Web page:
"The hardest job I ever had was when I worked in a bar while I was in college. I wasn't a very good cocktail waitress. I couldn't tell the difference between vodka or gin or anything. Worst of all, people would have too much to drink and would start getting messy and I would be concerned for them. The climate was very different then; it was before there were drunk driving laws, I guess, but sometimes I would go to the supervisor and ask if I could stop serving a customer I was worried about and never got any help. He was just plain mean."
"As a young man I was hired by gamblers in New York to collect money from people. They had me go to this one guy who was a hunchback, an elevator operator, to rough him up, and I realized the job wasn't for me."
'Forgetting Sarah Marshall'
"I worked at a yogurt stand, which was also one of the best jobs. It was so much fun because a lot of 16-year-olds worked there, and we just hung out together in the back. It was such a lax job. But it was worst because of all of the fruit flies that would get into the yogurt. We'd try to clean them out as much as possible, but I know I served a hell of a lot of fruit fly-ridden yogurt to people and I really regret that."
"I had a great job that led to the very worst job I ever had. I worked with the Bread and Puppet Theater, dancing on stilts to Dixieland jazz band music on the streets of New York City. The man who started the theater, Peter Schumann, put a lot of political messages into the shows, and after performances everyone would break bread together. It was really wonderful. Because of that, I got hired to dance on stilts at bar mitzvahs and weddings -- and THAT was the worst job."
"Working at a warehouse in Scotland when I was 17. It was literally back-breaking work, loading pallets and crates. Flour, sugar and rice were the worst. Like most other people who work at those places, I threw my back out."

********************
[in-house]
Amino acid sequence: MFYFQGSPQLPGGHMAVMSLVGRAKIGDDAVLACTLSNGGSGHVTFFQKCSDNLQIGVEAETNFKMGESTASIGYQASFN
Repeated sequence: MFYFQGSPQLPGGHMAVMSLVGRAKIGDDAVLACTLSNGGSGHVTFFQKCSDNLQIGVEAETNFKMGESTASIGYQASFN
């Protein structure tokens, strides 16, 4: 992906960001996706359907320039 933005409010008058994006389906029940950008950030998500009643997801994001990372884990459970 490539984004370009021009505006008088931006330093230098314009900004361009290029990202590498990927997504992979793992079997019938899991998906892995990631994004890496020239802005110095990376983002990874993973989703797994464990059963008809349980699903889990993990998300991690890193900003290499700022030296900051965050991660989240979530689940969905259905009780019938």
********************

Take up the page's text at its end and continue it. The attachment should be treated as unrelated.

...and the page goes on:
'The Great Debaters,''Diary of a Mad Black Woman'
"I did telemarketing for like three days, inside a little cubicle and it was awful, just awful. Inside this sterile room, I had to make calls to rural areas, and I remember one boy telling me, "My dad is out on the tractor." And then he went, "Daaaaaaad!" and it took like 10 minutes for the guy to get the phone. People didn't want to come to the phone, and then when they got there, that person asking some stupid question was me."
"Luckily, knock on wood, I never had a really bad experience, a really bad job. There have been bad days, but everyone has that."
'Forrest Gump,''Apollo 13'
"I was a landscaper at an outdoor amphitheater, and I didn't want to rake any more leaves or cut any more grass at this huge, huge place. It was nonstop maintenance all the time, and I didn't get along with my boss very well. I also worked on the loading dock of Neiman Marcus as a shipping clerk. And I was the bass player for a summer theater company that had this truck they toured around with to do outdoor performances. But they had to stay alive in the winter time, too, so we'd perform at schools. I lived about 30 miles north of Chicago, so I had to catch a 6 a.m. train to the schools by 8 a.m. -- and when it was freezing cold, carrying my bass was not fun. Ha! Yes, when I was a kid I had to walk 10 miles through the snow carrying a bass."
"I had two, actually. I was a perfume sprayer at a department store. I lasted about 12 hours on that one. I felt so bad spraying people, I said, 'I just can't do this.' And the other one was working at a Ben and Jerry's ice cream store in New York. The problem with that one was I kept eating ice cream every night and gained weight."
'The Simpsons Movie,''The Godfather Part III'
"I had a paper route for the Chicago Sun-Times as a kid and it was awful. I'd be in the back of the trunk and the driver would drive as fast as he could so that I could beat the other newspaper boy -- for the Tribune -- to the newsstand. Then we'd go barreling through the streets and I'd jump off the truck, grab a bundle of the next edition of the paper, jump back on the truck and we'd go racing to cover the town again. I did that for a summer. It taught me to stay in school and get an education!"